Being a buy to let property owner you have responsibilities for the properties you let, including:
Taking out the correct buildings insurance is also important, so you can be sure your property is protected in case something should happen, such as a fire. We offer landlords a range of insurance products so you can feel confident you will be covered in an emergency.
You will also be required to have an Energy Performance Certificate (EPC) for the property, which allows tenants to see results from heating, water, insulation, construction and energy efficiency tests. If you don't have an EPC available for prospective tenants to view you could risk a fine. The only exception is houses in multiple occupation (HMO). These are exempt from the EPC rules as they typically have to abide by stricter regulations.
To ensure the health and safety of your tenants, you need to get your hands on a Gas Safety Certificate. By making sure your boiler, electricity and furniture are checked and meet regulations, you will be confident that your renters will be safe in the home.Gas safety check of all gas appliances carried out each year. This must be done Gas Safe registered engineer. You may need to install smoke detectors is also important, as is fitting fire doors, a fire extinguisher and a fire blanket.
You should let your property using an Assured Shorthold Tenancy (AST). Legally, all new tenancies are automatically Assured Shorthold Tenancy. An Assured Shorthold Tenancy lasts after six months, as long as any initial fixed term has passed and you give your tenants two months' notice. Most mortgage lenders will require you to have this type of tenancy.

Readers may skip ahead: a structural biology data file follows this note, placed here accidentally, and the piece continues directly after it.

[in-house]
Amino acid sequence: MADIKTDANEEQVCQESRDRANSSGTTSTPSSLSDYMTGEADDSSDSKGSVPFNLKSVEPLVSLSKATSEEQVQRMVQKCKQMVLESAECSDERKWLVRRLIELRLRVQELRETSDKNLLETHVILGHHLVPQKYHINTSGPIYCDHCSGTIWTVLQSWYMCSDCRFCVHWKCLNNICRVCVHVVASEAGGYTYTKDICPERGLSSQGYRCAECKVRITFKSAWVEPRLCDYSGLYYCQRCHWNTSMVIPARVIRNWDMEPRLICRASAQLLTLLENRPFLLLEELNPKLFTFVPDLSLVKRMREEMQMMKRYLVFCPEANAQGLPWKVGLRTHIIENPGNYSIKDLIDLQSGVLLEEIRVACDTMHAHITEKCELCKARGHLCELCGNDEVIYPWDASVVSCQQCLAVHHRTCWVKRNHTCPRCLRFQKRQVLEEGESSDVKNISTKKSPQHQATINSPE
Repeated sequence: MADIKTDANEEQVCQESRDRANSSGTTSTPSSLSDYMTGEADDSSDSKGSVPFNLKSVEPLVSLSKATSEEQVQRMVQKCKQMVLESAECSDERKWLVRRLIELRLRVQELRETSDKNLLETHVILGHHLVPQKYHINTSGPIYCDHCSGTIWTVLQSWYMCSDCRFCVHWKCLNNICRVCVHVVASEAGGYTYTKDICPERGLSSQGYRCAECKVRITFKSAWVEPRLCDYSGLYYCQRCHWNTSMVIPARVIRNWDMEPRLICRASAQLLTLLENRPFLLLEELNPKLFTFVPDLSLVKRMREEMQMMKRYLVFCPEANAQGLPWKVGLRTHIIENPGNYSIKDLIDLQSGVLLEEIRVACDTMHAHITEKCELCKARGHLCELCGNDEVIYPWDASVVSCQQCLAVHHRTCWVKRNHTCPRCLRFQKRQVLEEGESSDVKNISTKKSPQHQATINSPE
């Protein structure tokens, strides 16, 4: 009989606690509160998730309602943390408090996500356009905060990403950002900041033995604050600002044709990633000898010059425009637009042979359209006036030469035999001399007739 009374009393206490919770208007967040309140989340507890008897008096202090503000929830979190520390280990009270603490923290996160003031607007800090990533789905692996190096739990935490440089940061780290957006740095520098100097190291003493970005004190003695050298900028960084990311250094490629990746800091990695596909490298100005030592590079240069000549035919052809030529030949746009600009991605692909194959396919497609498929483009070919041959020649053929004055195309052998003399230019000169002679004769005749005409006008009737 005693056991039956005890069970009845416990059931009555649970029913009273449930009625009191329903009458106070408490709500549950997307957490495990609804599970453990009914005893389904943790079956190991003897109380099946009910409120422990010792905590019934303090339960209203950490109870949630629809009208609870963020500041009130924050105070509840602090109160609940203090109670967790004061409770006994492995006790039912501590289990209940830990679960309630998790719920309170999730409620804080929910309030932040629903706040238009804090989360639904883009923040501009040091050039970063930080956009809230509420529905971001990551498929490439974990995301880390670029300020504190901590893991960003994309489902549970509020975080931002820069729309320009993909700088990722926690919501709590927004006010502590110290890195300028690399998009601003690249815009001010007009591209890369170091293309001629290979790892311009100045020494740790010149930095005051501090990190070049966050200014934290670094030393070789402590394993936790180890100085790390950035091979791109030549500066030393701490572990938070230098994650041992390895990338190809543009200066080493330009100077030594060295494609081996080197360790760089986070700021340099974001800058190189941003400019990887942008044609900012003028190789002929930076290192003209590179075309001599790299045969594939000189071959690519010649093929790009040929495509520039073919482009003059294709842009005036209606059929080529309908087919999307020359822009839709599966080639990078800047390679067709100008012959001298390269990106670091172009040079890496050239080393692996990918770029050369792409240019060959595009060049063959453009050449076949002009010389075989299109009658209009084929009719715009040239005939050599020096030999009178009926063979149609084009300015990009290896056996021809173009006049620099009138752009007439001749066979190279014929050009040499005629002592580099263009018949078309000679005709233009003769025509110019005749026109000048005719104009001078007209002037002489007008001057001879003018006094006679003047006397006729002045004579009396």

When you have found a tenant to move into the property, you will have to put their down payment into the government-approved tenancy deposit scheme. This will protect the renter's money in the future, you must protect it using one of three government-approved deposit schemes:
If you don't protect the tenant's deposit, you may also be fined of three times the deposit.
Repairs to the structure and exterior of the property you let to make the home fit for habitation, you should set-aside money you have left over after paying your landlord mortgage to make sure the home is well-maintained. This will include the maintenance of heating and water systems and bathroom installations
One of the first things you need to do is check whether you will require a Houses in Multiple Occupation Licence. You need a special licence from the local council if the property is three or more stories high and houses five or more people from two or more households - a certificate that is obligatory if your property is being let out to a number of renters who share communal areas, such as the kitchen and bathroom.